Beverly Brooks Solter, 56, owned and trained champion horses in Md.

October 13, 2001|By Jacques Kelly | Jacques Kelly,SUN STAFF

Beverly Brooks Solter, a Baltimore County equestrienne who owned a Grand National winner, died Tuesday of cancer at her Upperco farm in Baltimore County. She was 56.

Mrs. Solter owned and trained top show ponies, hunters and steeplechase jumpers. Sea Speed, a horse she owned with family members and investors, won the John Rush Streett Memorial Race at My Lady's Manor in 1992 and the Maryland Grand National in 1993. Sea Speed raced under the Old Line Racing Stable.

She also owned Sea Wasp, a horse that won many awards, including the American Horse Show Association's championship as a confirmation hunter.

The former Beverly Brooks, born in Richmond and raised in Falls Church, Va., attended Mary Washington College in Fredericksburg, Va.

She began riding at age 9 and hunted foxes with the Bull Run Hunt, based in Prince William County, Va., at age 11.

Mrs. Solter moved to Maryland in 1969. To earn extra money, she gave riding lessons on a pony named Willie to Brooklandville children.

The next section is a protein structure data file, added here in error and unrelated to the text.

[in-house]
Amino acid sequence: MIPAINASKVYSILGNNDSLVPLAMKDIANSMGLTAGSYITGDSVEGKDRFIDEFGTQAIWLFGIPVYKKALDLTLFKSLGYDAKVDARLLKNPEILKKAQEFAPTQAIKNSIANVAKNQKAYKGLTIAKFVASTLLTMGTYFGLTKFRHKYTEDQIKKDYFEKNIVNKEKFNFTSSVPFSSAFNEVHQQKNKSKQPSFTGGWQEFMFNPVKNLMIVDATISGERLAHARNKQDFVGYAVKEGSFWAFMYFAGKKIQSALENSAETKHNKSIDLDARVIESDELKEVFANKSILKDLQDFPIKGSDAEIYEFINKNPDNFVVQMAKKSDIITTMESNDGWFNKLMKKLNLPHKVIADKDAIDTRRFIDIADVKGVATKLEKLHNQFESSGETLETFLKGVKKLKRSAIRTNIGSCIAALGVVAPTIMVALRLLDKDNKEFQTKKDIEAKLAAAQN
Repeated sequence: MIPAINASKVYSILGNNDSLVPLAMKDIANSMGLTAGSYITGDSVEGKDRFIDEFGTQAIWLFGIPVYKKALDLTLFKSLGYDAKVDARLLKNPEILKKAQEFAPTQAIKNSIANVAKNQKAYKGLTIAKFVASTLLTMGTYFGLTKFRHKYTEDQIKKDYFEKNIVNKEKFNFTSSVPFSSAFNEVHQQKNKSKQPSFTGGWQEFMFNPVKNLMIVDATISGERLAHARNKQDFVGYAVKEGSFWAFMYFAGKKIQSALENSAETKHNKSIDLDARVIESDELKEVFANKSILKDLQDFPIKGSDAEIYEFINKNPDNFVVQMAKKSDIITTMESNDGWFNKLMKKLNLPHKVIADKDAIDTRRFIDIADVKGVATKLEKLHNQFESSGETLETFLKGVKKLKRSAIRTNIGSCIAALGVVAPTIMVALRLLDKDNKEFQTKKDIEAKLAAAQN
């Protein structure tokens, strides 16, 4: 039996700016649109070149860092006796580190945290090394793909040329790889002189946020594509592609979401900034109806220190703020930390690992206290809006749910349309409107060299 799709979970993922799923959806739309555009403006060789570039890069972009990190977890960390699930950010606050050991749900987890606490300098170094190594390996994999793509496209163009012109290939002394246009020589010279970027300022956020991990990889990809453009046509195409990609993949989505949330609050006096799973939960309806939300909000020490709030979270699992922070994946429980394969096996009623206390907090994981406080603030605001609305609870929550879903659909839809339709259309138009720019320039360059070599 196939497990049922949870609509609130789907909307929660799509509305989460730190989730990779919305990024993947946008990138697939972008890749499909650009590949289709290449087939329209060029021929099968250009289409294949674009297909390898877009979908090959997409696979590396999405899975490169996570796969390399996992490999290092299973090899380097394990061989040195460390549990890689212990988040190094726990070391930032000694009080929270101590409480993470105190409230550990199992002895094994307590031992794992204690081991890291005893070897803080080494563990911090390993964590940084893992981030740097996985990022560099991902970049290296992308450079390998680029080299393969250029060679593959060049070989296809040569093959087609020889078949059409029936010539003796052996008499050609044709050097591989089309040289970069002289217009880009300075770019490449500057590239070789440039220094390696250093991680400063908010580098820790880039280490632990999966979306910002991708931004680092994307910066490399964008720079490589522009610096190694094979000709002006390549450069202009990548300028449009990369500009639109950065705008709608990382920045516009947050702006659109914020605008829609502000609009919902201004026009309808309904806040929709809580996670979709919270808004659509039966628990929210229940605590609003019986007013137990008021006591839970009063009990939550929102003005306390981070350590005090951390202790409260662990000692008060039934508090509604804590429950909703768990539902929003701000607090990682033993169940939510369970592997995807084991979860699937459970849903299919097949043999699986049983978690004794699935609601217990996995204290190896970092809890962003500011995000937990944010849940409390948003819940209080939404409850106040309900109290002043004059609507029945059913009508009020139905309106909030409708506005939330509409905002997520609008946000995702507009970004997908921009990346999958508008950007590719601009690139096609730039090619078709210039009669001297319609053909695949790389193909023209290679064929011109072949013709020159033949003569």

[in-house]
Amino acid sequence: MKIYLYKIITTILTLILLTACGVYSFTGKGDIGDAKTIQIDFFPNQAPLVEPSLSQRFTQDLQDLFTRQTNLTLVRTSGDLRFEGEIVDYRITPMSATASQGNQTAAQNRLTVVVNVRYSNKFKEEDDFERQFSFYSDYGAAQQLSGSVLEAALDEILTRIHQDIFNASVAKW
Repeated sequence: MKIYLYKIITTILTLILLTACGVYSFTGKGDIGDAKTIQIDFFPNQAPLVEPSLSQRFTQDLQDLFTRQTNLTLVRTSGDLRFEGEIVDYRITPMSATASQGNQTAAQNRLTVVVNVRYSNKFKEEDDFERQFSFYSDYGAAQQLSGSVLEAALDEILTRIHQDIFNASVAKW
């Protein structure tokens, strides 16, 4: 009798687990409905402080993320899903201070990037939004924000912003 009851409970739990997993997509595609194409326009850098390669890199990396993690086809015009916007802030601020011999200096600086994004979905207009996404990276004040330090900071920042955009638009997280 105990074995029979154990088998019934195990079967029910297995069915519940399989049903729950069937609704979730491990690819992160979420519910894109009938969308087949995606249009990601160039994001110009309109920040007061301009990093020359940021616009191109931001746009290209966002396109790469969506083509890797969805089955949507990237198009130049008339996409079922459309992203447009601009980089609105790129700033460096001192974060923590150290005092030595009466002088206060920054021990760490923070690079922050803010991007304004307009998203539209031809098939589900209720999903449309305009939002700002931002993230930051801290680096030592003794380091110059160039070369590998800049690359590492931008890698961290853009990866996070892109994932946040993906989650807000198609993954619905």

After she and her family moved to the 18-acre Amberley Farm in Upperco in 1983, the hobby became a sizable business. Amberley's 15-stall barn was soon filled with horses she trained.

"She could take children from beginner rider to top show ring," said Glenn Reynolds Martin, a friend who lives in Glyndon. "She brought a friendship and imparted confidence to her students. She was a kind person who never needed a payback."

"She had high standards," said her brother, John Robert Brooks, who lives in Marietta, Ga. "When she sold a horse, people came to see it. She was honest and full of integrity. If a horse was not right for someone, she wouldn't sell it to them."

She often accompanied her riding students and the horses they rode along the East Coast show-horse circuit. She appeared at the Palm Beach, Fla., Devon, Pa., and Upperville, Va., horse shows, and at the Pennsylvania National in Harrisburg and the National Horse Show at Madison Square Garden in Manhattan.

Family members said she was an accomplished entertainer who liked to have 40 guests at her home for Christmas dinner, often serving dishes she prepared -- beef tenderloin and goose.

She is survived by her husband of 32 years, J. Ritchie Solter; two sons, Thomas Wagner Solter of Pomfret, Conn., and John Ritchie Solter Jr. of Upperco; two daughters, Elizabeth Monell Solter of Upperco and Kristin Solter Edmunds of Berlin; and three grandsons.

Funeral services will be held at noon today at St. John's Episcopal Church, 3738 Butler Road in Glyndon.

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